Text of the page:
Take the 2-minute tour ×
MathOverflow is a question and answer site for professional mathematicians. It's 100% free, no registration required.

Suppose that $R = S/I = k[x_1, \dots, x_n]/I$ is a (normal) domain of finite type over a field (or any semi-local ring $k$ with a dualizing complex). In this case, I can define $\omega_R = \textrm{Ext}^{n - \dim R}_{S}(R, S)$.

$R$ is called quasi-Gorenstein if $\omega_R$ is locally free of rank 1. Presumably there are easy examples where $\omega_R$ is locally free but not free, does anyone know one off the top of their head?

EDIT: Of course, It would be even better to have a Gorenstein (ie, quasi-Gorenstein + CM) example too.

Obviously I can choose a canonical module up to tensoring with a locally free at some level, but for many purposes the $\omega_R$ I defined above is better to work with.

share|improve this question
    
Dear Karl, in my experience "quasi-Gorenstein" is a word describing local rings, and it means that the canonical module (unique since the ring is local) is free. The "quasi" in this case means that the ring may not be Cohen-Macaulay. The reference I usually see given for this is Platte & Storch, Math. Z., 1977, but see also Aoyama, J. Math Kyoto 1981. The canonical (har har) example is $R = k[[x,y,z,w]]/(x,y) \cap (z,w)$, with $\omega_R = R/(x,y) \oplus R/(z,w)$. Does your definition come up in the literature? –  Graham Leuschke Feb 9 '11 at 18:44
    
Graham. The definitions are the same. The module $\omega_R$ I gave is the (canonical) canonical module. So I call a non-local ring quasi-Gorenstein if it is quasi-Gorenstein at each point. By the way, how is the example you gave quasi-Gorenstein, $R/(x,y) \oplus R/(z,w)$ is not a free $R$-module at the origin, is it? –  Karl Schwede Feb 9 '11 at 18:57
    
The canonical example of a quasi-Gorenstein ring in my experience is the cone over an Abelian surface. But that's graded and so essentially local. –  Karl Schwede Feb 9 '11 at 19:01
    
Oops, that "canonical example" is an example of something else. Terrible, terrible. Sorry. –  Graham Leuschke Feb 9 '11 at 22:11
    
Here's a related thought. Is it possible to have $R \cong S/I \cong T/J$, where $S$ and $T$ are both regular (say, polynomial rings) of the same dimension $D$, and $\mathrm{Ext}^{D-d}_S(R,S) \not \cong \mathrm{Ext}_T^{D-d}(R,T)$? The idea would be that choosing an affine embedding is more or less the same thing as choosing a canonical canonical module. –  Graham Leuschke Feb 9 '11 at 22:16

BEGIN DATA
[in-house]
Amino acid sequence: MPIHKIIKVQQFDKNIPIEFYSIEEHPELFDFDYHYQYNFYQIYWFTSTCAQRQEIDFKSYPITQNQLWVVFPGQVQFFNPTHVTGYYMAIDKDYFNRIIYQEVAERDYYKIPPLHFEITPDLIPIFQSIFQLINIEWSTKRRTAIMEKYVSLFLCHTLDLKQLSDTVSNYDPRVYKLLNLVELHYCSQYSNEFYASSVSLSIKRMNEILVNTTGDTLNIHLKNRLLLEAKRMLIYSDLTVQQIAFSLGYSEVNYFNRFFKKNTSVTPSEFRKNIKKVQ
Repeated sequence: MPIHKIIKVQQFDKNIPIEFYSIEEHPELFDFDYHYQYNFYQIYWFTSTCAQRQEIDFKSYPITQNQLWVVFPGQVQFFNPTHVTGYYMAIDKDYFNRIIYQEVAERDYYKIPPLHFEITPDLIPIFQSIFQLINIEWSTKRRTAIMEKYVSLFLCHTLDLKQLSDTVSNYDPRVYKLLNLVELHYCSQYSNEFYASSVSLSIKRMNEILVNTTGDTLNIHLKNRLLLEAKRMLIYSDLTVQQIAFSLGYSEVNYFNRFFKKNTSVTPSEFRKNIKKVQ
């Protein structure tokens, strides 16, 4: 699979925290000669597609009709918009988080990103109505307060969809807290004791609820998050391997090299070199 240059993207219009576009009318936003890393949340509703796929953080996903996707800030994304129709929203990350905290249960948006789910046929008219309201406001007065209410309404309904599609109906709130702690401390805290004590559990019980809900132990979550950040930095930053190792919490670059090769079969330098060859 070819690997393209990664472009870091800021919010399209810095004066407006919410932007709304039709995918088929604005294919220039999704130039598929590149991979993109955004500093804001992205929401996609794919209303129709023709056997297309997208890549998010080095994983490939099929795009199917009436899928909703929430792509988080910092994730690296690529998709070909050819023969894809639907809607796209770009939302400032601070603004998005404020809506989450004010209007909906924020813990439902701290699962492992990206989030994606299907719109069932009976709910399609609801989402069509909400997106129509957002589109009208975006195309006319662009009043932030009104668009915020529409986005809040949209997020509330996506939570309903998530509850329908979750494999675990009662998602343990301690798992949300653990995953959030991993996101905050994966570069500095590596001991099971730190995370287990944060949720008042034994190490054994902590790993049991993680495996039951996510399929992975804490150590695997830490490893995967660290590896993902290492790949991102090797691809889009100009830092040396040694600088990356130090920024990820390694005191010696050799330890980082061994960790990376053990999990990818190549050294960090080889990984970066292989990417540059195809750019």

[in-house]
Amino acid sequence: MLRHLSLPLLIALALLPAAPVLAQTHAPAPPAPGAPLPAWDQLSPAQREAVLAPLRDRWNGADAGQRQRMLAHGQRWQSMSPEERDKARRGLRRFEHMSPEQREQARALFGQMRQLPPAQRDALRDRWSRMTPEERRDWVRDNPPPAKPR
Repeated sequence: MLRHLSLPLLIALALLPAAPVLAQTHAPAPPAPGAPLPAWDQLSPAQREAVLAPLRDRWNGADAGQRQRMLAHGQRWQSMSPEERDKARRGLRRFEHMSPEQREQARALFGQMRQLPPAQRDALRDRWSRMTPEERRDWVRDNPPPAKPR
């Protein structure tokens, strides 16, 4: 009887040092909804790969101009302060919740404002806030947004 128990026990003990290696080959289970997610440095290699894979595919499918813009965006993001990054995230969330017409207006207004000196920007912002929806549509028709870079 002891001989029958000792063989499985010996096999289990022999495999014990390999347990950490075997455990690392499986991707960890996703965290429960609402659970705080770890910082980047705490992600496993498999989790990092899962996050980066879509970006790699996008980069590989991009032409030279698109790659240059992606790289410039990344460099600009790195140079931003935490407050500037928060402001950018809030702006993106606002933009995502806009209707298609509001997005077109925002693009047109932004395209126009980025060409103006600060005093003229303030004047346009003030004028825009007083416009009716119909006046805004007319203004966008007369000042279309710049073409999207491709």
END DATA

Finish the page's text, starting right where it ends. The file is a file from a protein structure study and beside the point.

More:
show 1 more comment

2 Answers 2

up vote 2 down vote accepted

Karl, I think one can construct a smooth affine curve with non-zero canonical class by removing some general points from a smooth projective curve of genus $>1$. Details can be found in this paper (Theorem 6), which I gave in this answer.

share|improve this answer
    
Thanks, I'll look into this. –  Karl Schwede Feb 9 '11 at 23:05
    
I see, fix a curve $C$, choose a representative of the canonical class $K$ and find some point $x \in C$ not in the support of $K$ such that $K$ is not linearly equivalent to any multiple of $x$. This should be easy for any higher genus curve. On the affine scheme $U = C \setminus \{ x \}$, $K|_U$ can't possibly be linearly equivalent to $0$. –  Karl Schwede Feb 10 '11 at 2:57
    
Hi Karl, glad it worked for you, I wasn't sure if this is what you wanted. –  Hailong Dao Feb 10 '11 at 20:32
add comment

Karl, here is a simple construction in arbitrary dimension $>1$:

Let $X$ be a smooth projective variety with Picard number at least $2$ and non-trivial canonical bundle $\omega_X$. Let $A$ be a smooth (irreducible) very ample divisor on $X$ such that $\mathscr O_X(A)$ and $\omega_X$ are not generating the same ray in ${\rm Pic}\\, X$. Finally let $U=X\setminus {\rm supp}\\, A$. Then $\omega_U={\omega_X}|_{U}$ is locally free but not free. (If it were free, that is, trivial in ${\rm Pic}\\, U$ then $\omega_X$ would be a power of $\mathscr O_X(A)$).

Example: Let $X=\mathbb P^1\times \mathbb P^1$ and $A$ a general divisor of type $(a,b)$ with $a>b\gg 0$.

Remark: This needs $\dim X>1$ in order to get a Picard number larger than $1$.

share|improve this answer
add comment

Your Answer

 
discard

By posting your answer, you agree to the privacy policy and terms of service.

Not the answer you're looking for? Browse other questions tagged or ask your own question.